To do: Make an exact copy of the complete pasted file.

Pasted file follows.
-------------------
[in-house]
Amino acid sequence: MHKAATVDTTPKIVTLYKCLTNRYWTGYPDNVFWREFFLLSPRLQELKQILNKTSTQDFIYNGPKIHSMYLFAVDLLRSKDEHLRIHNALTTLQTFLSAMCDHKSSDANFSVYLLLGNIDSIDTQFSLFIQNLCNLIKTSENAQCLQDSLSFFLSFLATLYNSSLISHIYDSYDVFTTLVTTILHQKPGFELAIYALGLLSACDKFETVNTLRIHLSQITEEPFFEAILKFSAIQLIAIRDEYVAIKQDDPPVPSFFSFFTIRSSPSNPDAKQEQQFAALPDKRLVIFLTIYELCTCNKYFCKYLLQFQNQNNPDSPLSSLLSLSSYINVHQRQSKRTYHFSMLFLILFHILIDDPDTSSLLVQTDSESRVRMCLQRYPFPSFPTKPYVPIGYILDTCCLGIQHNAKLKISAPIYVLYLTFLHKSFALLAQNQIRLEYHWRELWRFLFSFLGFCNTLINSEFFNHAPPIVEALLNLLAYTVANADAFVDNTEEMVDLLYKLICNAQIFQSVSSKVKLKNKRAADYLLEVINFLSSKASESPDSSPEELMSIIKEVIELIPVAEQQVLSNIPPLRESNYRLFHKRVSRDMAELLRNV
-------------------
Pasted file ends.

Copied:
[in-house]
Amino acid sequence: MHKAATVDTTPKIVTLYKCLTNRYWTGYPDNVFWREFFLLSPRLQELKQILNKTSTQDFIYNGPKIHSMYLFAVDLLRSKDEHLRIHNALTTLQTFLSAMCDHKSSDANFSVYLLLGNIDSIDTQFSLFIQNLCNLIKTSENAQCLQDSLSFFLSFLATLYNSSLISHIYDSYDVFTTLVTTILHQKPGFELAIYALGLLSACDKFETVNTLRIHLSQITEEPFFEAILKFSAIQLIAIRDEYVAIKQDDPPVPSFFSFFTIRSSPSNPDAKQEQQFAALPDKRLVIFLTIYELCTCNKYFCKYLLQFQNQNNPDSPLSSLLSLSSYINVHQRQSKRTYHFSMLFLILFHILIDDPDTSSLLVQTDSESRVRMCLQRYPFPSFPTKPYVPIGYILDTCCLGIQHNAKLKISAPIYVLYLTFLHKSFALLAQNQIRLEYHWRELWRFLFSFLGFCNTLINSEFFNHAPPIVEALLNLLAYTVANADAFVDNTEEMVDLLYKLICNAQIFQSVSSKVKLKNKRAADYLLEVINFLSSKASESPDSSPEELMSIIKEVIELIPVAEQQVLSNIPPLRESNYRLFHKRVSRDMAELLRNV